CHORAL AND VOCAL REVIEW
Green Music Center / Sunday, September 30, 2012
Sunrise Concert. Sonoma State University Chorus and Chamber Singers; Santa Rosa Children's Chorus; Cantiamo Sonoma; Maria Carillo High School Chamber Singers; Sunrise Chamber Players; Jeff Langley, piano

Composer Jeff Langley

A POPULAR INAUGURATION; THE DELIGHTFUL SUNRISE CONCERT AT WEILL HALL

by Phillip Beard
Sunday, September 30, 2012

It’s hard to imagine a more fitting setting than the Sept. 30 Sunrise Concert for the popular – as opposed to “elite” – inauguration of the palatial, pre-legendary Weill Hall in the Green Music Center at Sonoma State University. You know something special is going on when you fill a 1,400-seat hall at 7 a.m., most of those 1,400 still rubbing the sleep from their eyes.

The elite inauguration, the one with all the tux-and-gown pooh-bahs and the solitary rock star, had of course taken place the previous evening, hugely impressive with its pomp and circumstance and speeches and its stunning recital by the world’s current leading pianist Lang Lang . This Sunrise Concert, by contrast, was entirely home-grown and consciously community-oriented: a choral program created by SSU’s own composer Jeff Langley and poet/drama coach Amanda McTigue, performed by a phalanx of local choruses and soloists and a 14-piece instrumental ensemble, the Sunrise Players, drawn primarily from the Santa Rosa Symphony. The conductor was SSU choral director Jenny Bent.

Host Lynne Morrow, another SSU music faculty fixture, welcomed the crowd invitingly and inclusively, delivering her own paean to the beautiful shared space, “an instrument that tunes us,” and rehearsing the audience for its sing-along role in the ode to music that would end the concert.

Then we were launched gently, first silently (what a magic moment of shared introspection!) then with brassy fanfare into a marvelous eight-song mélange of full-choir, small-choir, solo-voice, dual-voice, and instrumental numbers sometimes merging one into the other, sometimes ending on glorious full chords. They ran the musical gamut from mild harmonic edginess (in “Fanfare: Make Music”) to hymn-like strophic loveliness (“The Loving Cup”), to pop-tune sing-along good vibes (“Every Little Minute”). The texts, each a masterly poem in its own right, roamed from the sundry roles that music plays in our lives to the love that binds us together, whether intimately (“Love Is Our Lot”) or communally (“The Loving Cup” and “Every Little Minute”).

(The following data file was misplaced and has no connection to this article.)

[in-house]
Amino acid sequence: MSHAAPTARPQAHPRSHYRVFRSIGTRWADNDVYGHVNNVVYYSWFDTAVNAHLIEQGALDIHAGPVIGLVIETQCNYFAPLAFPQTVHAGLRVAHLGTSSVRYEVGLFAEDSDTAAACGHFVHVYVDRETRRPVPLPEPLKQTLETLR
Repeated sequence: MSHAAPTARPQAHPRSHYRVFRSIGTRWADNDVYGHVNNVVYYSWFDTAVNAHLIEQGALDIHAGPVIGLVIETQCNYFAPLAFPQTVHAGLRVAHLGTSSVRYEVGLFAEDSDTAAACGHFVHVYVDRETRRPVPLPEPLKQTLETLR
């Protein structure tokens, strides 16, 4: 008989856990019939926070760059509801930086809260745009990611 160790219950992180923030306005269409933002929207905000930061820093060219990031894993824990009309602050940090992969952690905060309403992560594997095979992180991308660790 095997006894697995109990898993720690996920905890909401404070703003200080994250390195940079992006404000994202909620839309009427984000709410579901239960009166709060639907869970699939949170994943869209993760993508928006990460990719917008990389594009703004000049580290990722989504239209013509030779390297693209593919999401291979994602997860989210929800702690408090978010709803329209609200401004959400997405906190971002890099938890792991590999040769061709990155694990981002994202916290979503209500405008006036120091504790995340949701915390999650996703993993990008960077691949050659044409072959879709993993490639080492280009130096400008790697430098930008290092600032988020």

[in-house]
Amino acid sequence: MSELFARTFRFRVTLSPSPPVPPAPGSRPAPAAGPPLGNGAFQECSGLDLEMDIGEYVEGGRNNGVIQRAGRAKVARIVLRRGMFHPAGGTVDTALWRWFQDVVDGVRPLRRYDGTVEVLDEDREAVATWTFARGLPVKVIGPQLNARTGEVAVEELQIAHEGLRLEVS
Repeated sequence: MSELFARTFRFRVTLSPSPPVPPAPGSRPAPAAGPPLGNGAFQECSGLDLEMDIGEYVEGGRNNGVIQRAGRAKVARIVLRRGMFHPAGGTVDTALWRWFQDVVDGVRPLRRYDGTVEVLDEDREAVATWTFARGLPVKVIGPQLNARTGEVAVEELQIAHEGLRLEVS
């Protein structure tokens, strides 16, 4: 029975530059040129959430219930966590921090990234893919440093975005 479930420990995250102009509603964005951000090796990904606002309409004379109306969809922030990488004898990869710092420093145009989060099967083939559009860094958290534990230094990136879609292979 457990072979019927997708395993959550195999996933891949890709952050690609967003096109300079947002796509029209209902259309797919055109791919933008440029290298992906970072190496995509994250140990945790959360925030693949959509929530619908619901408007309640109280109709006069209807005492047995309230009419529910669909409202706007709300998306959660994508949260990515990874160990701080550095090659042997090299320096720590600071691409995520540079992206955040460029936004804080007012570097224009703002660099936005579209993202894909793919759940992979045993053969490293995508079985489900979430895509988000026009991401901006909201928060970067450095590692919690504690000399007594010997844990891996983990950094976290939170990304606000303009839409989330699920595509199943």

This triple focus, the interweaving of three thematic elements – love, music, community – provided the backdrop for myriad glistening moments. My favorites included soprano Carol Menke’s several stellar solos; the velvet trio offered by Jeff Langley at the piano, soprano Jenni Samuelson, and the amazing countertenor Chris Fritzsche, serendipitously blessed by the dawn sun rising over the hills to the east at the very moment of the vocal line “It’s the angle of the light, It’s the fading of the hills”.

In the Sunrise Players both Kathleen Reynolds’ flute and Roy Zajac’s clarinet playing stood out with warm resonance, along with the descant purity of the Santa Rosa Children’s Chorus. The larger ensemble, made up of the Maria Carrillo High School Chamber Singers, the SSU Symphonic Chorus, Cantiamo Sonoma, and the aforementioned Children’s Chorus, sang with thundering richness.

A star performer throughout the concert was the hall itself and its acoustic spectrum, ranging from pianissimo delicacy and crispness to full-on Mahlerian boom.

A marvelous new facility has opened at SSU, acoustically arguably among the greatest in the country. It was memorably showcased in this Sunrise Concert, and the program was written by local artists and performed by a well-rehearsed and well-conducted ensemble of local instrumental and vocal talent. The transparent intent of the concert's producers and performers was to contribute to the establishment of a community sense of ownership of the shared architectural and cultural space. They succeeded beautifully.